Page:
Tom: Well, I’ll tell you. It’s an interesting question. I think it can work at a generalist level, but it’s different. Because at a generalist level, you’re gonna have to say, “Okay, the only way I can make this truly believable is I’m gonna have to then position the heads of my various service offerings – media, creative strategy, digital, whatever, okay?” You’re gonna have to position those folks as the thought leaders, they’re known for knowledge. So, you’re not really going to be positioning necessarily so much at an agency level, you’re gonna be positioning more at that person’s level. And if you want them, you have to hire the agency they work for. If they are owners of the firm, then that’s not a big deal. It’s when they’re not owners of the firm that you start to create an opportunity for some really interesting things that can happen. Because now, all of a sudden, you’re investing time and money and effort to make that person a star, if you think about it, right? A known name in the industry and that person can pick their star up and take it to another agency.
Drew: I was just going to ask you about that because, you know, a lot of agency owners, they’re hearing this, and when you talk about content and content creation, the first thing in their head is, “This is all awesome.” Here’s the thought process. This is all awesome. I don’t have time. Who can I delegate this to? And so, I was just going to ask you, what are the risks of owners not doing this themselves?
Tom: The biggest risk is that the person that you task with doing it, leaves. I started out in this, when I started out in this back in 2007/2008, I was the president of an ad agency that was not mine. I was just an employee. The benefit to me was that I had time to do this. You know, to really invest in the learning and so forth. But when it came to the point in 2010 where I felt like I could no longer continue to do what I wanted to do and explore this digital realm and how the world was changing and how buying and selling was changing, in an unfettered manner, I left. And when I did, all immodesty aside, that agency’s credentials in the social space, kinda went to zero.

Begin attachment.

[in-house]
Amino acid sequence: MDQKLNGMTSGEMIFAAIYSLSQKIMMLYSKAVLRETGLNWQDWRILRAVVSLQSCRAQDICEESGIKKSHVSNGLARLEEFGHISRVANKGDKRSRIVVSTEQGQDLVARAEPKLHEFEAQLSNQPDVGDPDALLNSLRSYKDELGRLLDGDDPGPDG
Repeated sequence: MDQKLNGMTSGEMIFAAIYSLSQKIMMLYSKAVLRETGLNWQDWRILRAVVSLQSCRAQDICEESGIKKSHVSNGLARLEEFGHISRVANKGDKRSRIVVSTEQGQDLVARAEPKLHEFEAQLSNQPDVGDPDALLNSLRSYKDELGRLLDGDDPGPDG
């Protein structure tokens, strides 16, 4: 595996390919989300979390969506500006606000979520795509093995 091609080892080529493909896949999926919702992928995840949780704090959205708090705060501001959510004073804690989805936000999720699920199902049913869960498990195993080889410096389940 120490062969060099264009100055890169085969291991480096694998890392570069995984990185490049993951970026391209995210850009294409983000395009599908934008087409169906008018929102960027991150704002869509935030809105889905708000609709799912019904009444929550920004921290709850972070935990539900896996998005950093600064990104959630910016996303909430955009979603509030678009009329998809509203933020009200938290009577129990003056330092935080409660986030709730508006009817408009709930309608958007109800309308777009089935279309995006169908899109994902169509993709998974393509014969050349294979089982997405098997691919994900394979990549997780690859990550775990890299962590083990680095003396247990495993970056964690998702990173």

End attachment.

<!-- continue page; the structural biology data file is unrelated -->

Drew: Yeah, they walked out the door with you.
Tom: Right. Now the business didn’t, because I purposely didn’t take any clients. I didn’t take anybody from the social practice with me. So, that stayed. So, their revenue was okay but you know, if I wanted to be a jerk, I could’ve taken the two guys that were in the social group with me and said, “Hey, I’m gonna hire both of you. Let’s go.” And the clients would have walked right out the door with us because there would have been literally nobody in the firm that could have actually done the work.
But, even with that, they’re national, you know. They went from being an agency that had a national presence through a guy who wrote for Ad Age, a guy who spoke all over the country and sometimes over the world about social, and digital, and mobile, and you know, a guy who was positioning this firm at a national level, like that just disappeared. You know, and that’s the danger of not having an owner be the person who does this. So, I think that as an owner of a firm, I don’t think that you don’t allow someone on staff to be that person if, in fact, they’re the right person, but you really need to think through and have some long talks with those people and say, “Look, we’re going to invest in you. You know, how do we create, not a golden handcuff, but how do we create a relationship that our investment in you doesn’t walk out the door?” And that’s a difficult conversation to have.